As Vaccination Debates Rise, Graduate Students Supply Unbiased Research

Grad students enviro shot
Left to right: DaNae Snyder, Terrence Sharrer, Tiffany Robb. Not pictured: Amy Ornelas.

Idaho Rep. Marianna “Muffy” Davis’ first term in office was spent getting up to speed on a cascade of issues critical to her constituents, so when Boise State University Master of Health Science graduate students offered her research assistance, Davis called it “a blessing.”

“As a new legislator, I was unaware of all the demands that I would be faced with,” she said. “My first week of session I was confronted with the vaccination issue and knew I needed unbiased research, but had no idea how I would get that. I surely didn’t have the time or capabilities.”

Davis receives many calls on the issue of vaccines from Idahoans who feel strongly that vaccination guidelines should be more strict, as well as from those who believe current policies infringe on their rights. Recent measles outbreaks across the U.S. and debates around immunization requirements in Idaho have pushed the issue to the fore.

Davis “needed something to provide to her constituents that was easy to understand, and easy to share,” said graduate student Terrance Sharrer.

As part of a spring capstone class, the students stepped up to the challenge and assembled a 15-page packet of information that gives an unbiased overview of vaccinations. The report can be found online here. It provides definitions, recommendations for adults and children, and a list of pros and cons for the most common vaccines. The students also included information about how to report side effects.

Sharrer said their goal is not to convince Idahoans whether or not to vaccinate.

“It’s about providing them with accurate information so they can be informed when they decide. And it’s meant to be a resource for [Davis] so she can make good policy decisions.”

To compile the document, the team poured over books and journal articles as well as reports from the Center for Disease Control, the Food and Drug Administration and the Idaho Department of Health and Welfare.

“We looked into everything from what exactly is in vaccines, what procedures are in place for approving new ones and the legislation behind the whole process,” Sharrer said.

Throughout their research, the students didn’t encounter any regionally-specific reports, making their final product relevant for all Idahohans.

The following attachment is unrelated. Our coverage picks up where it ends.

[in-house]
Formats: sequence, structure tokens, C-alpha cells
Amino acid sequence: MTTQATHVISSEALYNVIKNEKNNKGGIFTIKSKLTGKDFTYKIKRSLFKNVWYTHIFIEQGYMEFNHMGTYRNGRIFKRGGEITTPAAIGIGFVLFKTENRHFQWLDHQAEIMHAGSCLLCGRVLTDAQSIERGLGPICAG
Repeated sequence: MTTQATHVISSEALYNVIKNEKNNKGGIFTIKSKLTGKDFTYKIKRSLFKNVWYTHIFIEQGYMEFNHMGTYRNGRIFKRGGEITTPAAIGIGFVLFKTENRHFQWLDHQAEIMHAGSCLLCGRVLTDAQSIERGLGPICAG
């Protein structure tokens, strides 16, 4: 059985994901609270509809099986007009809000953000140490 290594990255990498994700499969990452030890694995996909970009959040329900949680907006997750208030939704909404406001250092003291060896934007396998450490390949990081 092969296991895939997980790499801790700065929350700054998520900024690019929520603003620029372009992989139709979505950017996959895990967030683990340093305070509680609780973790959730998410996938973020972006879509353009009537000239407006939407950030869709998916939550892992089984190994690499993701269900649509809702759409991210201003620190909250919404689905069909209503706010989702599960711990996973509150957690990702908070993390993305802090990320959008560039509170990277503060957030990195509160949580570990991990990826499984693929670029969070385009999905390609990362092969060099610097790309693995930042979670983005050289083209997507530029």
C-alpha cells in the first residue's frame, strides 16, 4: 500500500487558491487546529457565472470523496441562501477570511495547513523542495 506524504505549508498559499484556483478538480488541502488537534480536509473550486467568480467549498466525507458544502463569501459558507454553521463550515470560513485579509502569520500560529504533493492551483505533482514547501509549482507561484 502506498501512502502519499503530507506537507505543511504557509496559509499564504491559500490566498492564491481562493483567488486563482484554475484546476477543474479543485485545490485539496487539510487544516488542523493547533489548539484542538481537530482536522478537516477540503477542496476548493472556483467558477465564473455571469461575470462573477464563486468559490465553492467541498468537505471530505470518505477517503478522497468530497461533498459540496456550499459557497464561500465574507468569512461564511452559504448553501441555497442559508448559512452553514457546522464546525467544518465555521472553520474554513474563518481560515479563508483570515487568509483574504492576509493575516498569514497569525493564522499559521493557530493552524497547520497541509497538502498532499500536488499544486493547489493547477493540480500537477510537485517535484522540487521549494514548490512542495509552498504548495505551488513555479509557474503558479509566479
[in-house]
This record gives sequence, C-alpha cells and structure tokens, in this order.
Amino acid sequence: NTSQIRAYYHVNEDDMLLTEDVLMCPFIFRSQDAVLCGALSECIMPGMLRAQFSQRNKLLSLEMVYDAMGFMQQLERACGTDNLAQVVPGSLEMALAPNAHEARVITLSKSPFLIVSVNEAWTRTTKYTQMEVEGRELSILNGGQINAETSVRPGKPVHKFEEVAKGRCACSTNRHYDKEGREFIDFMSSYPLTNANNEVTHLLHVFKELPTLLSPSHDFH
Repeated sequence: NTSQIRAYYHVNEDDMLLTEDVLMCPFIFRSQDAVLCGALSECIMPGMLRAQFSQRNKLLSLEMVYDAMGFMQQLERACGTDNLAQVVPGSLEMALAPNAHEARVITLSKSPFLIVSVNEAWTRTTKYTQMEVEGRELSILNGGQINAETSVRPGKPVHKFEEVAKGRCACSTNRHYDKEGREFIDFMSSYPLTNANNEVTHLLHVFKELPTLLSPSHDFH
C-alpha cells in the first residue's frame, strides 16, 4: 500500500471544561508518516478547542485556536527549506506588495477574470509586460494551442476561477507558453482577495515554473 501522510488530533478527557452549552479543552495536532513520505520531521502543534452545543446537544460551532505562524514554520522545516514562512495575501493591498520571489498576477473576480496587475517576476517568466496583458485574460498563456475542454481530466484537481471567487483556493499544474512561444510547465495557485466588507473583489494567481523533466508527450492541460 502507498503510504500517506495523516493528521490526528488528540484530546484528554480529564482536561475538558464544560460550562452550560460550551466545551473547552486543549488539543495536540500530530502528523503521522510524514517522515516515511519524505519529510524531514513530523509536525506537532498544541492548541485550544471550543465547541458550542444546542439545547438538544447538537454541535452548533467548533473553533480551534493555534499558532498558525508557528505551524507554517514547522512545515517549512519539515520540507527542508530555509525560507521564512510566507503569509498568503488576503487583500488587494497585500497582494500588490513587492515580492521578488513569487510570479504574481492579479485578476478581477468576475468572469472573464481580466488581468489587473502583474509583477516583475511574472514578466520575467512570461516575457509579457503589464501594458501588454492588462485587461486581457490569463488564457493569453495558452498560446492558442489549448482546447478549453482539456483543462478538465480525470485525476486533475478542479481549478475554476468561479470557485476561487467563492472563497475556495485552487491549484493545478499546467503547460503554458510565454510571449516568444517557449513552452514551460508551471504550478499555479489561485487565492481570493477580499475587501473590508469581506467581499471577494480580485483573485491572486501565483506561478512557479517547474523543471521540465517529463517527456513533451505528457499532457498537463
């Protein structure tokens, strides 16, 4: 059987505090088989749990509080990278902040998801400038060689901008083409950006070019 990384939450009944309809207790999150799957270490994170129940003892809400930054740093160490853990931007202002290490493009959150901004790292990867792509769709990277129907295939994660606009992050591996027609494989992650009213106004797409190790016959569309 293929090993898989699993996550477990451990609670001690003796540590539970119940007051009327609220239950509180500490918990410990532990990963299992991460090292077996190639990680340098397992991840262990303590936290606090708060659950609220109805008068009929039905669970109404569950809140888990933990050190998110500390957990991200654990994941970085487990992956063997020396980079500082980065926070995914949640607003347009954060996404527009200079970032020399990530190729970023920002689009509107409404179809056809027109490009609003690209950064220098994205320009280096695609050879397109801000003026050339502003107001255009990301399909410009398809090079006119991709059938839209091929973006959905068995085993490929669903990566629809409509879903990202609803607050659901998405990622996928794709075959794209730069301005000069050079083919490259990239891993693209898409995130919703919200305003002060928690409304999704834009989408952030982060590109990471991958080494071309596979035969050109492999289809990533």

The report also includes extensive citations so readers can pursue further research.

“A lot of information is readily available to consumers, we just don’t always know how to sift through it,” said grad student Tiffany Robb. “A parent could think they are very well informed, but may not have gone to the right sources.”

Student DaNae Snyder said that hearing news stories about measles outbreaks while conducting this research made it clear how important this work is. “It just made really proud of what we did as a team.”

As for Davis, she is delighted with the students’ work and is interested in continuing to collaborate with future student classes.

“This opportunity was so valuable not just for me but for my constituents and anyone who wants honest, unbiased information on vaccinations,” said Davis. “I hope to continue this relationship and develop on what the students assembled.”

For the students, the process of working with a legislator also was rewarding.

“This project gave us permission to go and approach our representatives, and sit down with them and have conversations,” said Robb.

“Being able to walk into the Capitol and be an important voice within the whole political process. Being recognized as researchers, and to see that we have a role to play was really meaningful,” Sharrer added.

The students have shared the immunization report with the Idaho Department of Health and Welfare.